Needless to say, the fans who were fortunate enough to help flush the 384 toilets and 168 urinals were more than happy to help out their favorite team.

"It was great," said Jim Yanosick, a five-year member of the Student Rush Mobile Club from Robert Morris University. "I always saw myself as an amateur flusher. I got to move up into the professional ranks now. But in all seriousness it was great to get to come in, see the whole arena and flush some toilets."

"It is just fun to participate in helping open a new arena," said Matt Tobin, a Williamsport native who made the four-hour drive to Pittsburgh after entering the Student Rush Mobile Club drawing while checking out the Penguins' website a few week ago. "I have never been able to make a Penguins game since it's a long drive and tickets are hard to come by. When I had the opportunity to come out here, I thought this could be a pretty interesting experience. It was very exciting."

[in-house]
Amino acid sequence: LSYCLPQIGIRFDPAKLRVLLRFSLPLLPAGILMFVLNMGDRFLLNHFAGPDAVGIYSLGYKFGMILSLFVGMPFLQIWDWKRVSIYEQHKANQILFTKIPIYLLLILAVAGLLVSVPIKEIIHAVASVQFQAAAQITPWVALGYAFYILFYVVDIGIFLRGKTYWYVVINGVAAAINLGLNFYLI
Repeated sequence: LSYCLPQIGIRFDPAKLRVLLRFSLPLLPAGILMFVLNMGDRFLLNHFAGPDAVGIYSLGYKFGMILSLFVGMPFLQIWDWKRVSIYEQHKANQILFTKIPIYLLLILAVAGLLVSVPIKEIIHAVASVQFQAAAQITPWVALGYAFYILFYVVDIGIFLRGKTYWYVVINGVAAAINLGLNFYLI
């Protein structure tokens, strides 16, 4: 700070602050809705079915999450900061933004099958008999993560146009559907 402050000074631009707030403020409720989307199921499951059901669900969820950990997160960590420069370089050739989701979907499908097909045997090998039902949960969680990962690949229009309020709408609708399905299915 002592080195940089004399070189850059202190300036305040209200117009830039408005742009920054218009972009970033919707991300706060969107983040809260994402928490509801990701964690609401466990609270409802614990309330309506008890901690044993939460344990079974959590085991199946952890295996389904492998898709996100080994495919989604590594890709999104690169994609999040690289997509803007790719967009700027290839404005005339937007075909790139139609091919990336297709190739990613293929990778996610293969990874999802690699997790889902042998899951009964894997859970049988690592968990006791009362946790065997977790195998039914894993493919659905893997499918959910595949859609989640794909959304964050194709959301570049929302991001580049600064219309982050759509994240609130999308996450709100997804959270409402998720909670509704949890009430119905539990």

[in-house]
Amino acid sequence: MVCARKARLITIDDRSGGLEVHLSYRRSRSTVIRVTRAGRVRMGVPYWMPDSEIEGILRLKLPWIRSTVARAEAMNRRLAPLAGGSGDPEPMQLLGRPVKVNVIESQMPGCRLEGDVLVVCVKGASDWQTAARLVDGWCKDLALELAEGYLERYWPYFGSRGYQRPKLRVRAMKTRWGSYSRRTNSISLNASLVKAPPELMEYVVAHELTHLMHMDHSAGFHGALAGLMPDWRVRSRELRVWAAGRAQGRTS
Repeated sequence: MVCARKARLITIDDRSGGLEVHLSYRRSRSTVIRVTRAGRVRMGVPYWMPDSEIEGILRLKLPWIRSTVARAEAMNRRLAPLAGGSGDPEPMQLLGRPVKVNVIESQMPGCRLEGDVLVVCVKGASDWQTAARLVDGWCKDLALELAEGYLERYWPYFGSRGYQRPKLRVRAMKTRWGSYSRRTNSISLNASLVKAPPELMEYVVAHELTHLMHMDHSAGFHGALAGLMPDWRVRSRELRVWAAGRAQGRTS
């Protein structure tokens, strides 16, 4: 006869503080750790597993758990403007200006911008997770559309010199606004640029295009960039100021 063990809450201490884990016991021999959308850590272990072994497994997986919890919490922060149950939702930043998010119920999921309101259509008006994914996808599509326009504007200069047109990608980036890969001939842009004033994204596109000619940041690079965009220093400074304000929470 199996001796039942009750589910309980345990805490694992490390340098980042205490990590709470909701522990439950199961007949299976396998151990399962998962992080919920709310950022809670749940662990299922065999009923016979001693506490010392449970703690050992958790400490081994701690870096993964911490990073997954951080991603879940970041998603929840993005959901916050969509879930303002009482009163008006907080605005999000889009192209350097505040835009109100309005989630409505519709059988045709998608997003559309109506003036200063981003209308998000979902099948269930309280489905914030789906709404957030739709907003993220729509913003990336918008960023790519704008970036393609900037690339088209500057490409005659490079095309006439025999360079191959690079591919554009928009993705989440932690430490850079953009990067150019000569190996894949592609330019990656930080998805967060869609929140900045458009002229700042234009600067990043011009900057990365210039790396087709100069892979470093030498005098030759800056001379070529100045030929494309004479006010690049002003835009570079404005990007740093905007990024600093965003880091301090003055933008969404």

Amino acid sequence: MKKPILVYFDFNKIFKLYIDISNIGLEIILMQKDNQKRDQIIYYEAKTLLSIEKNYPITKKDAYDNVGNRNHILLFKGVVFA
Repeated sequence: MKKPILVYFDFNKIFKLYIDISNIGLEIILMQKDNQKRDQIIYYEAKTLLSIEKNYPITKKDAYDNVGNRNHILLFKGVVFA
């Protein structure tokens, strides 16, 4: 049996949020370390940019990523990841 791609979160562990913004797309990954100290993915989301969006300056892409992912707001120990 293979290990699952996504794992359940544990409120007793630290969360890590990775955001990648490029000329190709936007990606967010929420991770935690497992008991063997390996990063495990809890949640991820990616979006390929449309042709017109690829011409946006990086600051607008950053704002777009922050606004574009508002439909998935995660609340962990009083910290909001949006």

"The Penguins do a great job of giving back to their fans," said Andy Hughes, a California University of Pennsylvania student. "They always talk about how great we are, but with the players we have the Penguins are one of the classiest organizations in sports. I don't think many teams would do something like this, so it was definitely a unique experience."

While it was definitely a good thing that all of the fans who had the chance to come take in the sparkling new facility the Penguins will move into this fall enjoyed partaking in this one-of-a-kind event, it was equally as important that all of the piping and water flow checked out OK.